Where: Vesterbrogade 96, 1620 København, Denmark
For: Modern Asian tapas


Statens Museum for Kunst
Where: Sølvgade 48-50, 1307 København K, Denmark
For: Museums

Where: Dantes Plads 7, 1556 København, Denmark
For: Museums

Studio Oliver Gustav
Where: Kastelsvej 18, 2100 København, Denmark
For: Interior design inspiration

Where: Bellevue Beach, Denmark
For: Beaches

Faxe Kalkbrud
Where: Østervej 2, Faxe 4640 Denmark
For: Swimming

Louisiana Museum of Modern Art
Where: Gl Strandvej 13, 3050 Humlebæk, Denmark
For: Museums

Seoul Travel Tips from Alicia Yoon, Founder of Peach & Lily

Conversations with Locals

South Korean native Alicia Yoon is the founder of the New York-based beauty brand Peach & Lily and the voice for Korean beauty in the US. From her esthetician school days and her frequent trips to search for the latest in Korean beauty, Seoul is like a second home to her. Alicia shares her favourite beauty salons, the culture of elders first and where to eat in Seoul.

Photo: Peach & Lily

What is the one local dish you feel travellers can’t leave Seoul without trying? 

I love Korean street food. I highly recommend going to a PoJangMaCha (or Pocha for short) which refers to street vendors. They have these vendors in many neighbourhoods but a couple well known ones are in JongRo and Mapo. Grab a seat, grab a soju, and fill up on tteokbbeokki (spicy rice cakes), hotteok (pancakes filled with melted brown sugar), kimbap (seaweed and rice rolls filled with various meats and veggies), dakkochi (skewered chicken), odeng (fish cakes) and mandu (dumplings). It’s also a fun local experience to sit outdoors, eat and enjoy the night out alongside locals who might be unwinding from their work day with colleagues, friends or family!

What about your favourite restaurants?

Hanchu for fried chicken and beer aka chi-maek in Gangnam. YoungYang Center, synonymous with samgyetang, a healthy soup with a whole chicken in it that’s then filled with rice, jujube and boiled in a broth with ginseng, ginger and various herbs, in Myeongdong where the flagship is, that’s been a popular staple for over 60 years now.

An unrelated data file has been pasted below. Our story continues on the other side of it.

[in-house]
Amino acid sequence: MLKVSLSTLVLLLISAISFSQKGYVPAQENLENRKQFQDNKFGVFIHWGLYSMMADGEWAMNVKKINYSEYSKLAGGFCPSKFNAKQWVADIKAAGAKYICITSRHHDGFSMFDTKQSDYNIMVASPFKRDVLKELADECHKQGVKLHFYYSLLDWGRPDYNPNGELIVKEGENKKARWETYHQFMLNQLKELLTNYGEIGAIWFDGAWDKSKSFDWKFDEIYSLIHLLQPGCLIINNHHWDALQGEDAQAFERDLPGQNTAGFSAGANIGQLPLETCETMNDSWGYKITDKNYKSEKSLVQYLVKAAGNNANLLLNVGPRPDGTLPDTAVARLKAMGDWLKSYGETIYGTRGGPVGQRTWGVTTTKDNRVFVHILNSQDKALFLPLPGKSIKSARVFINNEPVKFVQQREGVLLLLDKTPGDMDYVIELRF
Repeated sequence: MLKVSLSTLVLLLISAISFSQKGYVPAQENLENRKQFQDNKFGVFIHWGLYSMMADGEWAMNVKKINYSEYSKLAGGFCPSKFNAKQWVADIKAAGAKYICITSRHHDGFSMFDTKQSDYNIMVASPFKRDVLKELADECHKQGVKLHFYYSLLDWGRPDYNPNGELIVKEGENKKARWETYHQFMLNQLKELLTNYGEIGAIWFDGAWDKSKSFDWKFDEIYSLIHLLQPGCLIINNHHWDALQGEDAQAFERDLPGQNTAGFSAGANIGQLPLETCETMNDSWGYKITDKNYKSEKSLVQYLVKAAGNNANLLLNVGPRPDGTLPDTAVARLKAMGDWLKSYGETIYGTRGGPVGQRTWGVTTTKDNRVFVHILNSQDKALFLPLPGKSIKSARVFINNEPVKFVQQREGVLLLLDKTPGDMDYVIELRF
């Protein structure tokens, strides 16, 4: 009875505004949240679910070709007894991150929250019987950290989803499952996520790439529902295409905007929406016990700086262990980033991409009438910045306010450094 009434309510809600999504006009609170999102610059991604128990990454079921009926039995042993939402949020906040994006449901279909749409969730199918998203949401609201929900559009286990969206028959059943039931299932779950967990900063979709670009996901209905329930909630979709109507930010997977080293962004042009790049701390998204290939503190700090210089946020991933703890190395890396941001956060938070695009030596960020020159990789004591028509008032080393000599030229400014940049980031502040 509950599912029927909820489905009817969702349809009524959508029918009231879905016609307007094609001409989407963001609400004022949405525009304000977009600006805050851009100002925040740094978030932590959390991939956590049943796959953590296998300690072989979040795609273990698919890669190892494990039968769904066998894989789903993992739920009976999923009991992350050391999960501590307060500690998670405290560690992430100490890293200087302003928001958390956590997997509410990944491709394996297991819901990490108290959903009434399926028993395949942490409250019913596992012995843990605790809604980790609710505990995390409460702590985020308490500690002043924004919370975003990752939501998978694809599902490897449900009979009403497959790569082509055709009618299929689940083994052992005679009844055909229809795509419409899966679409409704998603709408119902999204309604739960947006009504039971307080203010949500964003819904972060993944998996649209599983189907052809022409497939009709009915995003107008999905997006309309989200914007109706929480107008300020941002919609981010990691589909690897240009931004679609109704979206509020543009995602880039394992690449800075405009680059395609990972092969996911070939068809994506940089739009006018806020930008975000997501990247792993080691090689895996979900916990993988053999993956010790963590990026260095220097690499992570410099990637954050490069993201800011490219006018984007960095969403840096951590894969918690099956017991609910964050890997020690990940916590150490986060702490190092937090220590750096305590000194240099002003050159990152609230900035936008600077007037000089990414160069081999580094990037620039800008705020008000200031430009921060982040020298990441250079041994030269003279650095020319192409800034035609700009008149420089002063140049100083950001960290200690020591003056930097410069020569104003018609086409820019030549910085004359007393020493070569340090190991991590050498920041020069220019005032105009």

Si Wha Dam in Insadong for modern Korean food that’s presented beautifully and artistically. Before eating here, I love walking around the neighbourhood listening to street music and checking out various art stores. And afterwards, there are plenty of cute cafes to grab traditional tea.

Maple Tree House in Itaewon for Korean barbecue. The meat is delicious as are the soups. And it’s perfectly located to go out for drinks afterwards in vibrant Itaewon. La Yeon for upscale traditional Korean cuisine with a modern cooking style to it. This Michelin 3-Star rated restaurant will serve everything cooked and presented to perfection. Yeonnam 223 Café for the tasty drinks and also a total immersive moment like you’re sitting in an illustrated cute book. I like Stylenanda Café for their pink and blue swimming pool themed cafe with a tasty cotton candy drink. Plant in Itaewon for healthy plant-based snacks with soothing decor. Baesan Warehouse Café where you can get good teas and coffee while exploring contemporary art. Arari Ovene for the most delicious, and beautiful, baked goods.

Where would you go to shop for skincare products?

Garosugil, a neighbourhood comprised of one main tree lined street, with side streets. Various beauty retailers as well as individual beauty brand stores are located along this street. The duty-free beauty stores in Doosan Tower in Dongdaemun. Myeongdong for a fast beauty, Times Square-like experience for road shop mass beauty stores. I recommend going at night when the stores and signs all get lit up.